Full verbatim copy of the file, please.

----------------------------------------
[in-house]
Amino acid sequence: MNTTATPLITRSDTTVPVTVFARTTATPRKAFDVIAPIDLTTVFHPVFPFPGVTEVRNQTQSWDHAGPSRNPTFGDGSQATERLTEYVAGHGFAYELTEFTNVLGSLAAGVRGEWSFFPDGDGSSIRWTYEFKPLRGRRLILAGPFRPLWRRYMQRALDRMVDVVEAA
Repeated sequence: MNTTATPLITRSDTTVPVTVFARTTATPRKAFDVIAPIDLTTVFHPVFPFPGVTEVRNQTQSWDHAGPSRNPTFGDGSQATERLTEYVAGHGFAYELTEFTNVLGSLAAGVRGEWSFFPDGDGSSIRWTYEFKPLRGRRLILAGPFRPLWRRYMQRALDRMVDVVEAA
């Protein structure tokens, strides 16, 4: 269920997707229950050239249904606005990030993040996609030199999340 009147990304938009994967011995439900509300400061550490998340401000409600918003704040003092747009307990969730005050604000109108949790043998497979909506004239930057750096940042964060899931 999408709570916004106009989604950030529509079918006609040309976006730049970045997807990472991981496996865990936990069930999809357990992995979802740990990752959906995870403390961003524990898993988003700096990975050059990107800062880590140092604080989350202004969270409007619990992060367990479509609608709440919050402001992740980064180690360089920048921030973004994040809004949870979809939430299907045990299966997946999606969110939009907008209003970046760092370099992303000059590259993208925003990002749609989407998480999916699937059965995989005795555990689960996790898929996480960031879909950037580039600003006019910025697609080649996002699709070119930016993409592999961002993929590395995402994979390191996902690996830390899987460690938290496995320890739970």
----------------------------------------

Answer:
[in-house]
Amino acid sequence: MNTTATPLITRSDTTVPVTVFARTTATPRKAFDVIAPIDLTTVFHPVFPFPGVTEVRNQTQSWDHAGPSRNPTFGDGSQATERLTEYVAGHGFAYELTEFTNVLGSLAAGVRGEWSFFPDGDGSSIRWTYEFKPLRGRRLILAGPFRPLWRRYMQRALDRMVDVVEAA
Repeated sequence: MNTTATPLITRSDTTVPVTVFARTTATPRKAFDVIAPIDLTTVFHPVFPFPGVTEVRNQTQSWDHAGPSRNPTFGDGSQATERLTEYVAGHGFAYELTEFTNVLGSLAAGVRGEWSFFPDGDGSSIRWTYEFKPLRGRRLILAGPFRPLWRRYMQRALDRMVDVVEAA
């Protein structure tokens, strides 16, 4: 269920997707229950050239249904606005990030993040996609030199999340 009147990304938009994967011995439900509300400061550490998340401000409600918003704040003092747009307990969730005050604000109108949790043998497979909506004239930057750096940042964060899931 999408709570916004106009989604950030529509079918006609040309976006730049970045997807990472991981496996865990936990069930999809357990992995979802740990990752959906995870403390961003524990898993988003700096990975050059990107800062880590140092604080989350202004969270409007619990992060367990479509609608709440919050402001992740980064180690360089920048921030973004994040809004949870979809939430299907045990299966997946999606969110939009907008209003970046760092370099992303000059590259993208925003990002749609989407998480999916699937059965995989005795555990689960996790898929996480960031879909950037580039600003006019910025697609080649996002699709070119930016993409592999961002993929590395995402994979390191996902690996830390899987460690938290496995320890739970």